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157 Removal Of Alpha/Beta+ T Cells and Of CD19+ B Cells From The Graft Translates Into Rapid Engraftment, Absence Of Visceral Graft-Versus-Host Disease and Low Transplant-Related Mortality In Children With Acute Leukemia Given HLA-Haploidentical Hematopoietic Stem Cell Transplantation

Program: Oral and Poster Abstracts
Type: Oral
Session: 731. Clinical Allogeneic and Autologous Transplantation - Results: Haploidentical and Umbilical Cord Blood Transplantation
Sunday, December 8, 2013: 5:00 PM
208-210 (Ernest N. Morial Convention Center)

Alice Bertaina, MD1*, Daria Pagliara, MD1*, Daniela Pende, PhD2*, Sergio Rutella, MD1, Michela Falco, BSc3*, Aurelie Bauquet, PhD1*, Benedetta Contoli, PhD1*, Barbarella Lucarelli, MD1*, Letizia P. Brescia, MD1*, Pietro Merli, MD1*, Marco Andreani, BSc4*, Giuseppina Li Pira, BSc1*, Stefano Ceccarelli, MD1*, Lavinia Grapulin, MD5*, Giuseppe Palumbo, MD1*, Maria Ester Bernardo, MD1, Simone Biagini1*, Francesca Moretta, MD1*, Giuseppe M Milano, MD1*, Irma Airoldi, PhD6*, Annemarie Moseley, MD7*, Alessandro Moretta, MD8*, Lorenzo Moretta, MD3,9* and Franco Locatelli10,11

1Pediatric Hematology/Oncology and Transfusion Medicine, IRCCS Bambino Gesù Children's Hospital, Rome, Italy
2Istituto Di Ricovero e Cura a Carattere Scientifico, Azienda Ospedaliera Universitaria San Martino – Istituto Nazionale per la Ricerca sul Cancro, Genoa, Italy
3Immunology, Giannina Gaslini Institute, Genoa, Italy
4International Center for Transplantation in Thalassemia and Sickle Cell Anemia., Mediterranean Institute of Hematology.Policlinico Tor Vergata., Rome, Italy
5Department of Radiology and Radiotherapy, 'Sapienza' University, Rome, Italy
6Giannina Gaslini Institute, Laboratory of Oncology, Genoa, Italy
7Bellicum Pharmaceuticals, Houston
8Dipartimento di Medicina Sperimentale, University of Genova, Genoa, Italy
9University of Genova, Genoa, Italy
10University of Pavia, Pavia, Italy
11IRCCS Bambino Gesù, Rome, Italy

T-cell depleted HLA-haploidentical hematopoietic stem cell transplantation (HSCT) is a suitable option for patients in need of an allograft who lack a HLA-matched donor. Although it offers the advantage of being immediately applicable to virtually all patients, so far, graft manipulation with removal of all T lymphocyte subsets and of natural killer (NK) cells has been associated with an increased risk of life-threatening infections, as well as, in some studies, of leukemia recurrence.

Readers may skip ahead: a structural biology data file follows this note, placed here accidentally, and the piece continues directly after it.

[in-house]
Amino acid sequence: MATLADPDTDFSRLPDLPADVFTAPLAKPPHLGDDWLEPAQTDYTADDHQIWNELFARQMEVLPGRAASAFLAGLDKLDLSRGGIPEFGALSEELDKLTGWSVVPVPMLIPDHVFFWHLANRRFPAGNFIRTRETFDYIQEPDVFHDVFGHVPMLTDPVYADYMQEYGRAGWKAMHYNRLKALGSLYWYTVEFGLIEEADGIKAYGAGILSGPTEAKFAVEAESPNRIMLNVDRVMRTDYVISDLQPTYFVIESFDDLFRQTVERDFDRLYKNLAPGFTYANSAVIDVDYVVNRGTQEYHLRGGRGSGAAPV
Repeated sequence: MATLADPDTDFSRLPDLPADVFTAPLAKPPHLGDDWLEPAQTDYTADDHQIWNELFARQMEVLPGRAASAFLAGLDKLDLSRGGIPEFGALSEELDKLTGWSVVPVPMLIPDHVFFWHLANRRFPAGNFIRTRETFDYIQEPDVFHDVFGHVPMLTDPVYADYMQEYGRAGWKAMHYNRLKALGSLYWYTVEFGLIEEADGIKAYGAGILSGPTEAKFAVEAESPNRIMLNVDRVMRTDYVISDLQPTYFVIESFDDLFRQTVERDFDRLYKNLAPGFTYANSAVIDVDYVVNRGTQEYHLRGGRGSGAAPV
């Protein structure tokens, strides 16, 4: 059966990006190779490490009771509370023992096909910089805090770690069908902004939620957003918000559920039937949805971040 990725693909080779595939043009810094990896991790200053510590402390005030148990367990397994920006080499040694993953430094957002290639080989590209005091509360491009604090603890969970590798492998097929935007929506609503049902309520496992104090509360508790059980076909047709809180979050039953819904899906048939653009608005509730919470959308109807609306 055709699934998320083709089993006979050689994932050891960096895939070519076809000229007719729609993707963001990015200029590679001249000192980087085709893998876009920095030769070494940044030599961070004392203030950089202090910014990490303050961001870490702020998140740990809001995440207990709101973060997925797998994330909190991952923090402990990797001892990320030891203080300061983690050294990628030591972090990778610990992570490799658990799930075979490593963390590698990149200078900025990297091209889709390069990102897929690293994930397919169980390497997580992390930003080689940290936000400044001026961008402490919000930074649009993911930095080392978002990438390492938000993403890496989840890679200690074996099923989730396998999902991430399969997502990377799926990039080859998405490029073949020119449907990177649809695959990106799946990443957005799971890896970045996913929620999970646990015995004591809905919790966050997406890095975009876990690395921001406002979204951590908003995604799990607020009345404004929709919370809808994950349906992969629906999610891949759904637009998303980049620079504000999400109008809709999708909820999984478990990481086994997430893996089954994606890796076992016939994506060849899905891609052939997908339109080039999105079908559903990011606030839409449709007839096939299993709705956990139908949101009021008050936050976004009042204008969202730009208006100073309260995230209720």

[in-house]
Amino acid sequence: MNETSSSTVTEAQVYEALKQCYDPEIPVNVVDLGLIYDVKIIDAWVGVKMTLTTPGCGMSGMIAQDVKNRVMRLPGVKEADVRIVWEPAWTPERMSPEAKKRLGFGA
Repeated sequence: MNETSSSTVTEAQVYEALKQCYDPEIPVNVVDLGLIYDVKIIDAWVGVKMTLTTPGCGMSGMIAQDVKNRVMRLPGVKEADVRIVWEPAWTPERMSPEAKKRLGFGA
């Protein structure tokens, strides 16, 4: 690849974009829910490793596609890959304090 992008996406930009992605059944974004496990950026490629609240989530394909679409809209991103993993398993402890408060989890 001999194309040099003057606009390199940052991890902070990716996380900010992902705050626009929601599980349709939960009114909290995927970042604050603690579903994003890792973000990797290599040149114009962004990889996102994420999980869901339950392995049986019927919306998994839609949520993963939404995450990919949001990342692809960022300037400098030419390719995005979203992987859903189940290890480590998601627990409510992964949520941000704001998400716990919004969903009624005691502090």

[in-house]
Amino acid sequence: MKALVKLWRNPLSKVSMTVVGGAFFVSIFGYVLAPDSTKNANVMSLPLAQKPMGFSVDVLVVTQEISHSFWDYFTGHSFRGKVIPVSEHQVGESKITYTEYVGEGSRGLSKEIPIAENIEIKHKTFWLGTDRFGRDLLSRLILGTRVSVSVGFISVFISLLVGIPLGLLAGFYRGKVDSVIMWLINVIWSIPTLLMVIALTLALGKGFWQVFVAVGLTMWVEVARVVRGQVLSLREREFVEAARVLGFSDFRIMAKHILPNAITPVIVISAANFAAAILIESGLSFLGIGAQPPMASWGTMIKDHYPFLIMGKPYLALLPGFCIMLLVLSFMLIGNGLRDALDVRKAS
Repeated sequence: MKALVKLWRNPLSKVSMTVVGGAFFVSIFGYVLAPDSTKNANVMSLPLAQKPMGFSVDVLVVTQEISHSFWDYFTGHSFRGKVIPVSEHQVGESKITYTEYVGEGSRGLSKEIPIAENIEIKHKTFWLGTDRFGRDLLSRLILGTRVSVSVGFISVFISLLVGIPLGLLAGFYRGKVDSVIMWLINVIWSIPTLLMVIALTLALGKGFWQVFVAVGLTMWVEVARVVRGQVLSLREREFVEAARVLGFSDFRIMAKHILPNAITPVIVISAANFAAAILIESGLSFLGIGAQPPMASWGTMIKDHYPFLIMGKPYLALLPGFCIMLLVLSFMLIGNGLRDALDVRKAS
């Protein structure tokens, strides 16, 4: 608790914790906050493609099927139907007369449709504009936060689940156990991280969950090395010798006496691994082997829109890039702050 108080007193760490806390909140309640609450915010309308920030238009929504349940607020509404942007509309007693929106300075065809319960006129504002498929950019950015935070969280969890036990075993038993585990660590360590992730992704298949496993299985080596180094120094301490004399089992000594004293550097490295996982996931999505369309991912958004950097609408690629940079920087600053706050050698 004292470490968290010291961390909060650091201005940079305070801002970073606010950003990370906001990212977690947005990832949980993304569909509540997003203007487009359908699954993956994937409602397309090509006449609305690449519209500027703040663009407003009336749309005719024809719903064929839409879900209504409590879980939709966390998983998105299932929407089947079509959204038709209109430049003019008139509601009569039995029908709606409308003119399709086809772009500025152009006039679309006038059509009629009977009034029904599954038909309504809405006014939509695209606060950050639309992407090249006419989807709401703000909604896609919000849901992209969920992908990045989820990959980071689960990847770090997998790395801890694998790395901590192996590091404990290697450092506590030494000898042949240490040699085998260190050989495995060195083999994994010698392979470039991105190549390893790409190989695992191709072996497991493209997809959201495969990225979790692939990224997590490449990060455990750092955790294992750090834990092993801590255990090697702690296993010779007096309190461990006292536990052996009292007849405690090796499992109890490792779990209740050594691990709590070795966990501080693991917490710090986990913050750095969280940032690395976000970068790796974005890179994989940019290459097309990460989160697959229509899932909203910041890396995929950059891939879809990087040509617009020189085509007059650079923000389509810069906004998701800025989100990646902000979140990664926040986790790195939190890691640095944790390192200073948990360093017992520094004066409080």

We recently developed a new method of graft manipulation based on the physical removal of αβ+ T cells and CD19+ B cells, which permits to leave mature NK cells and γδ+ T cells in the graft. We, thus, started a formal study (NCT01810120) in children with acute leukemia aimed at evaluating the safety and efficacy of this approach. As of April 2013, we enrolled 45 patients (pts; 29 males, 16 females). Median age at HSCT was 10.1 years (range 0.9-17.9). Thirty-five pts had acute lymphoblastic leukemia (ALL) and 10 acute myeloid leukemia (AML); all children were transplanted in morphological complete remission (CR). Fifteen pts were transplanted in first CR, 27 in second CR and 3 in more advanced CR. All pts transplanted in CR1 had either poor cytogenetic/molecular characteristics or high levels of minimal residual disease (MRD) at the end of induction therapy. The donor was either the mother (n=25) or the father (n=20); according to the model of KIR/KIR ligand disparity, 22 pts were transplanted from an NK-alloreactive donor. The median number of CD34+ cells, NK cells, γδ+ T cells, B cells and αβ+ T cells were 14.6, 31.7, 7.8, 0.08 and 0.04x106/kg, respectively. A myeloablative regimen, containing Total Body Irradiation in 34 cases, was given to all children, who also received anti-thymocyte globulin (12 mg/kg over 3 days, from -5 to -3). Rituximab (200 mg/m2) was administered on day -1 to further prevent EBV-related lymphoproliferative disorders. No pharmacological graft-versus-host disease (GVHD) prophylaxis was employed after transplantation.